Toddler Drowns In Mop Bucket

Toddler Drowns In 5-Gallon Mop Bucket While Alone For 4 Minutes

A toddler drowned in a 5-gallon mop bucket just 10 days before her first birthday. The little girl fell into the bucket Saturday evening at the family’s home in Creston, Montana. Daily Inter Lake reports that Flathead County Sheriff Chuck Curry says baby Mariella Dalimata tragically tipped headfirst into a 5-gallon bucket that the family used for mopping; it happened around 10 pm.

The state Crime Lab in Missoula says what happened to the toddler’s body following the drowning “is consistent with an accidental death.”

Brook Schwab, the girl’s aunt, shares that the family is completely devastated by the Mariella’s death.

“We were planning to have a birthday party. We weren’t planning to have funeral expense.” says Schwab.

First responders tried resuscitating the girl, but were unsuccessful. She was pronounced dead at a hospital in Kalispell.

The toddler’s mother, Kayla Dalimata, is urging parents with young children “to be aware of just how quick drowning can happen.” If a toddler drowns in water after being left alone for just a few minutes, death can occur. Schwab says Mariella was left unattended “for not even four minutes.”

Schwab has helped set up a memorial fund to pay for funeral expenses at GoFundMe.org. The family’s church, St. Matthew’s Catholic Parish, will also help manage the funds.

It doesn’t take long for a child to drown in water. A toddler nearly died after she fell headfirst into a toilet. The Inquisitr wrote on this story back in 2012.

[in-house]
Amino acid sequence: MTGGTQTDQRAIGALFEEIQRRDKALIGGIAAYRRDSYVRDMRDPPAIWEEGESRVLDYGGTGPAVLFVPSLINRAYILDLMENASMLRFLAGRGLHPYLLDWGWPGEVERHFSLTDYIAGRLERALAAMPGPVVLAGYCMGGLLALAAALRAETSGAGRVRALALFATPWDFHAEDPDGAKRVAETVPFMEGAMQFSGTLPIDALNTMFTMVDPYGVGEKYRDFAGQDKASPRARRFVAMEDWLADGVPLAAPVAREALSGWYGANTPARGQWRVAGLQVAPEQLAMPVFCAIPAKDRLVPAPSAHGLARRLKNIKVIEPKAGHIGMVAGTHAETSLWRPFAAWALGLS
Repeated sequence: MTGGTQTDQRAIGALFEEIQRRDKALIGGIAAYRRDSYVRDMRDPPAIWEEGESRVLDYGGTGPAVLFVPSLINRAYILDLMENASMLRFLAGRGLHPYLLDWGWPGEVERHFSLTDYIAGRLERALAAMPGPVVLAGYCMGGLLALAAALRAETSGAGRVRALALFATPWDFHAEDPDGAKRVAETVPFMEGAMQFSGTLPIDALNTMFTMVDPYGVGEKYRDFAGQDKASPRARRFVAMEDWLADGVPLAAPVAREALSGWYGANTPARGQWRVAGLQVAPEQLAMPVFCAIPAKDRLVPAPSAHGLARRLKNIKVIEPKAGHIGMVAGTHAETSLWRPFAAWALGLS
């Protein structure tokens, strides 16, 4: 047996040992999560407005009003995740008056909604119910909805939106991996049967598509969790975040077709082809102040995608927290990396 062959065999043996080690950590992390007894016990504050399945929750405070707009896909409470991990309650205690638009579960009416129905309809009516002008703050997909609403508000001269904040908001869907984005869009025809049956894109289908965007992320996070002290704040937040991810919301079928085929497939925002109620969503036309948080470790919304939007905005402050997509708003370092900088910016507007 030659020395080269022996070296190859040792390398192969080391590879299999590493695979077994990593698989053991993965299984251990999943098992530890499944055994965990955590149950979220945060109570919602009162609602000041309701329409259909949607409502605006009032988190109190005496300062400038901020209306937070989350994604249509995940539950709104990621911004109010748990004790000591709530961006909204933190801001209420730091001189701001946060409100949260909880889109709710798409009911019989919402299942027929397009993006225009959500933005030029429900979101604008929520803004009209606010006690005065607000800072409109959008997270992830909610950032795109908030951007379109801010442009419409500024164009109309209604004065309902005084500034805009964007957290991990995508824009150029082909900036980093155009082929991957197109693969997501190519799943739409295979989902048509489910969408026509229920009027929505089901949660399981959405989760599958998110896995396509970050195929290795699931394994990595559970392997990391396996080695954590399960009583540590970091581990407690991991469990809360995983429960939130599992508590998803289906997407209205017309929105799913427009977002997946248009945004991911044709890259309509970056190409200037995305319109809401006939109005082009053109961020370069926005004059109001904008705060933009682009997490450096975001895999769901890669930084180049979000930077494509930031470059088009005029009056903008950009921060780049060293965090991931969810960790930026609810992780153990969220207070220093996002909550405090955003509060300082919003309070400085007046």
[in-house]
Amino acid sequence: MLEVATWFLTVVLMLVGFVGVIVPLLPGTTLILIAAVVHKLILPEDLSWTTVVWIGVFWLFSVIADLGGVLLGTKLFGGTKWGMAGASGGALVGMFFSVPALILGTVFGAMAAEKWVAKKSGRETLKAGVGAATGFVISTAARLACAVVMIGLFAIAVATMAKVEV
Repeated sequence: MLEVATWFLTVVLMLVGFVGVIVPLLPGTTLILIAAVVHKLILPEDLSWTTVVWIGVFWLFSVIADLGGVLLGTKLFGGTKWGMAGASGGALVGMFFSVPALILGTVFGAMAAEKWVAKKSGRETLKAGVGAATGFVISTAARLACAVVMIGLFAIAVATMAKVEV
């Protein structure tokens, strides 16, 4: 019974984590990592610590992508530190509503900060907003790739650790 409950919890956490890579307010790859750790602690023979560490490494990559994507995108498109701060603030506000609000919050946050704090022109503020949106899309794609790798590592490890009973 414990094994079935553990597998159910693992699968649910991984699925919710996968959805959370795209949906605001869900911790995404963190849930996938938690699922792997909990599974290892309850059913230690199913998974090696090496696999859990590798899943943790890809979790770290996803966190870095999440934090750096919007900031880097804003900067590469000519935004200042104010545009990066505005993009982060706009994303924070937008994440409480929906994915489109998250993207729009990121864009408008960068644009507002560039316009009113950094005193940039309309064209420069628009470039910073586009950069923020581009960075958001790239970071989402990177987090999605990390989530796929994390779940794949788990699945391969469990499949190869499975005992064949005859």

According to Centers for Disease Control and Prevention, children ages 1 to 4 have the highest drowning rates.

The CDC facts page reads:

Children ages 1 to 4 have the highest drowning rates. In 2009, among children 1 to 4 years old who died from an unintentional injury, more than 30% died from drowning. Among children ages 1 to 4, most drownings occur in home swimming pools. Drowning is responsible for more deaths among children 1-4 than any other cause except congenital anomalies (birth defects).Among those 1-14, fatal drowning remains the second-leading cause of unintentional injury-related death behind motor vehicle crashes.

It’s easy for parents and adults at times to think taking their eyes off a small child even momentarily will be alright, then a terrible thing like drowning happens. It’s not just large bodies of water like pools, ponds, or lakes where young children should be supervised. It can be the something like a toilet, small stream of water, or a mop bucket — as in this case.

[Image via GoFundMe.org]

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